The New Immigrants
Through the Golden Door
19th-20th centuries millions of immigrants am to
Came for many reasons
“birds of passage” – immigrants who came
temporarily to earn $ and return home.
•20 million came to the U.S.
•Many came to escape religious persecution
• increased population
Chinese and Japanese
•300,000 Chinese arrived
•Seek fortunes in gold
• helped build railroads
• worked farming, mining, and domestic
• 1882 Chinese immigration was limited by
West Indies and Mexico
•People from W. Indies came because jobs were
•Mexicans came because work was scarce and
political turmoil at home.
Life in the New Land
• Immigrants faced new
adjustments to a sometimes
Most traveled by steamship
Trip lasted 1-3 weeks
Immigrants were usually crowded below in
the cargo hold
Usually slept in lice infested beds
Disease spread quickly
Many died on the ship
Processing took 5 or more
-must pass a physical
-- government inspectors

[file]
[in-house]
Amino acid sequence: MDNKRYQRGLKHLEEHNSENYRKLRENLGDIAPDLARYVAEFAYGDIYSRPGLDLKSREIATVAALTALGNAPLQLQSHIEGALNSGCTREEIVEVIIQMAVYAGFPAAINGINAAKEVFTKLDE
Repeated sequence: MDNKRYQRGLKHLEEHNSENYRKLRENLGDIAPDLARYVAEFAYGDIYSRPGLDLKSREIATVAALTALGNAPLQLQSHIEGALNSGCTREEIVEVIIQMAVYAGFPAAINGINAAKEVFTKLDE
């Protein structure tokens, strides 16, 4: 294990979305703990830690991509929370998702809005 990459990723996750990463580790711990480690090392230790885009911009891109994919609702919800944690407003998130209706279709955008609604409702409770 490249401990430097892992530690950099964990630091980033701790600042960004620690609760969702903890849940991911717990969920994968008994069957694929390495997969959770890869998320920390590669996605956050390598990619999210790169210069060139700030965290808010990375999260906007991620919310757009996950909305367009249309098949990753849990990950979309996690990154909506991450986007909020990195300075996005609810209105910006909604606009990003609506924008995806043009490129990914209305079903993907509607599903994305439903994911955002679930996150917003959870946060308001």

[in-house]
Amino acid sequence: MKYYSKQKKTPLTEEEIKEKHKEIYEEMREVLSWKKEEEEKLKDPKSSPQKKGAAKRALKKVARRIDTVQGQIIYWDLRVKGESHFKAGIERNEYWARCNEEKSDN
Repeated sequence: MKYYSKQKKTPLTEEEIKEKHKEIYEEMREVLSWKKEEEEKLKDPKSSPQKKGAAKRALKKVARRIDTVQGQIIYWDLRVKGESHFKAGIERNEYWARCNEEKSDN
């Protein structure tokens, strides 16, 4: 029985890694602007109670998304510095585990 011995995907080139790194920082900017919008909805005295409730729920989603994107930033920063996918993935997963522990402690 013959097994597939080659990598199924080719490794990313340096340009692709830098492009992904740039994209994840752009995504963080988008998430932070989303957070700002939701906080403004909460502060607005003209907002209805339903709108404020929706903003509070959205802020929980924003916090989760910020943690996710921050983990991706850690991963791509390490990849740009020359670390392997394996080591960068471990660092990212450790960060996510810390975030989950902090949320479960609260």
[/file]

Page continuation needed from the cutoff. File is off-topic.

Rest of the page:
checked documents and
• Immigrants had to
pass inspection at
• 1st was Castle Garden
in NY and later
moved to Ellis Island.
17 million immigrants passed through its facilities.
Immigrants could not have
been convicted of a felony in
Located on the West Coast
Immigrants processed were
1910 – 1940 50,000
immigrants entered the U.S.
through Angel Island.
Long detention in
they waited to see
if they would be
admitted or not.
Competition for Survival
• Many immigrants sought people who:
– shared their cultural values
– Practiced their religion
– Spoke their native language
– They thought of themselves as – Americans
• Immigrants pooled
– Build churches
• Social clubs
• Old people’s homes
• Start newspapers
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Native born people often disliked immigrants